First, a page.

Peregrine flight

Wednesday, April 8, 2020

Canned tomato challenge

We don't buy a lot of canned tomatoes in our home. Still I was intrigued by the Sara Bonisteel article from the New York Times that was reprinted in today's Union Tribune, The best canned tomatoes. They blind tested a dozen different 28 oz. cans of tomatoes. The cans ranged in price from a dollar to seven dollars. The tomatoes were judged and evaluated by seven judges.

Target's Market Pantry
The results were surprising. The California grown tomatoes did great, the Italian varieties, not so good. The second most favorite can came from Target. The can costs a buck. Pleasing shape, forward, bright and fresh. We are going to try them.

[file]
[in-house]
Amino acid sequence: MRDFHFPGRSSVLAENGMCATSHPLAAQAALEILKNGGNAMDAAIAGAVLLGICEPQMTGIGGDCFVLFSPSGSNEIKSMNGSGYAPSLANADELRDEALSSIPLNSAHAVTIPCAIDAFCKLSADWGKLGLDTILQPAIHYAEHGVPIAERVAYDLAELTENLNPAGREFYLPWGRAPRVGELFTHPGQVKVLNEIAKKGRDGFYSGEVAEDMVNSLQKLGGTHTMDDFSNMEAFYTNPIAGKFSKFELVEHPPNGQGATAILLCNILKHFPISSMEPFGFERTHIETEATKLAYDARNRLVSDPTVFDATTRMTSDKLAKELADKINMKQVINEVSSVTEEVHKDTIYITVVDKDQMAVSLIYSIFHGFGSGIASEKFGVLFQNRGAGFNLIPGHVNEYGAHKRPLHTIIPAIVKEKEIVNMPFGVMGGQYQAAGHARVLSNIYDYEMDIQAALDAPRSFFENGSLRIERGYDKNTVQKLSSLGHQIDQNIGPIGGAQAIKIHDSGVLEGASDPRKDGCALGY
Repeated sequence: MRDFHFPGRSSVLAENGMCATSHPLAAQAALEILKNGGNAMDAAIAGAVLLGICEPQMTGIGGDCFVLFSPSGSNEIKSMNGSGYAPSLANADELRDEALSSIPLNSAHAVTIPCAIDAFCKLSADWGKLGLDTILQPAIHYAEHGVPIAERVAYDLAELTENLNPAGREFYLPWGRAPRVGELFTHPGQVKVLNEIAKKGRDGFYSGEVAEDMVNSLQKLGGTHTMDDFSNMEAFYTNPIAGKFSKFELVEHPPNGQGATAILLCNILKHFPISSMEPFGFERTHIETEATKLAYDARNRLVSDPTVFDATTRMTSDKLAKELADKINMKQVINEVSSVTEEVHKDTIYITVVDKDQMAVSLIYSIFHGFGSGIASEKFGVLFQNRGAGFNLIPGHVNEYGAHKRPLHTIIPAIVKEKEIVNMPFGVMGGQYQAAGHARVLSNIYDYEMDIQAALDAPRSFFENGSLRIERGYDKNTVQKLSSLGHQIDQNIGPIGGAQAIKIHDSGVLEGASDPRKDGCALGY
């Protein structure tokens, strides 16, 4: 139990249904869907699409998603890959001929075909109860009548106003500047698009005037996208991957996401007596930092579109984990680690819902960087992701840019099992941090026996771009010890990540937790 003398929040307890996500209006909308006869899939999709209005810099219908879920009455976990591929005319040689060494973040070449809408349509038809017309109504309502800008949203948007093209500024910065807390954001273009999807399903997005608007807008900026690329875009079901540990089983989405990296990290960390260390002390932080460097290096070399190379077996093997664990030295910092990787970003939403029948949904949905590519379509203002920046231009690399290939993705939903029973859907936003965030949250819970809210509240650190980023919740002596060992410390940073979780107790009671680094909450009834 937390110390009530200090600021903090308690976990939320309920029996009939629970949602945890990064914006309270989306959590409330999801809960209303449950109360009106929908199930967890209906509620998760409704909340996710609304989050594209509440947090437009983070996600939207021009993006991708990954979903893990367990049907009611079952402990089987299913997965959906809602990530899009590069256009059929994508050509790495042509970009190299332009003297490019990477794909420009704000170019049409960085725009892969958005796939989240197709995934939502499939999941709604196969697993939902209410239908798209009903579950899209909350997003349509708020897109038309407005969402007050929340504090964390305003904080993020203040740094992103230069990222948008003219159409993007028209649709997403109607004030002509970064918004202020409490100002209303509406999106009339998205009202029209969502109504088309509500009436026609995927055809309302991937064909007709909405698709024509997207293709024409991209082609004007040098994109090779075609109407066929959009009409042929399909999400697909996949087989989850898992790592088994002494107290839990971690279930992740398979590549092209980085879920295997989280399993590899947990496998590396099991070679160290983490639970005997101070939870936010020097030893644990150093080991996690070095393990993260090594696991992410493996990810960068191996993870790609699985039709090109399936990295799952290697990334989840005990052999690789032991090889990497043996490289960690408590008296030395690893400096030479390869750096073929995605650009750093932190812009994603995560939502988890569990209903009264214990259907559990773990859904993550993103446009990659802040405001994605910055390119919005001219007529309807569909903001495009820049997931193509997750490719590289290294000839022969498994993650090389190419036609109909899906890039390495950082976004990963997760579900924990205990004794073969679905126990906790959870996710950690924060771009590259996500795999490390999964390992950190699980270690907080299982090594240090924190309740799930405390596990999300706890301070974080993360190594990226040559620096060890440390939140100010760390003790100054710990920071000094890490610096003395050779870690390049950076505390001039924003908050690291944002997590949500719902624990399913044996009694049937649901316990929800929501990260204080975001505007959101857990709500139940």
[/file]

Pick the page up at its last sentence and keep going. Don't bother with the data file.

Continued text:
I like some of the descriptions of the tomatoes.

Organico BelloTomatoes grown in southern Italy and packed in purée. 

"These tomatoes were sour and I detected the smell you get when you're walking in the woods and catch a whiff of the bones of a decaying animal."

Ouch. Whoops.

Bella Terra Organic Italian - Grown in San Marzano region.

"Something was off with these tomatoes. A flavor that should not exist in nature."

As in otherworldly bad.

Whole Foods 365 - Grown in California.

"Flat, bland and poorly peeled, these were 'a cardboard cutout of a tomato.'"

Don't think they will be using that in the advertising.

The winner was another California canned tomato, albeit with an Italian name, Bianco d'Napoli. The judges found it to have the best acid sweet balance and it also had basil added to it which they liked.

Blind taste tests are good. The rubber meets the road. For years they said that southern California Pinot Noir sucked. Then a local friend of mine won the large and blind Sharpshooter shootout against about a hundred expensive northern and central California and Oregon pinots. Showed everybody.

Trust your own taste.

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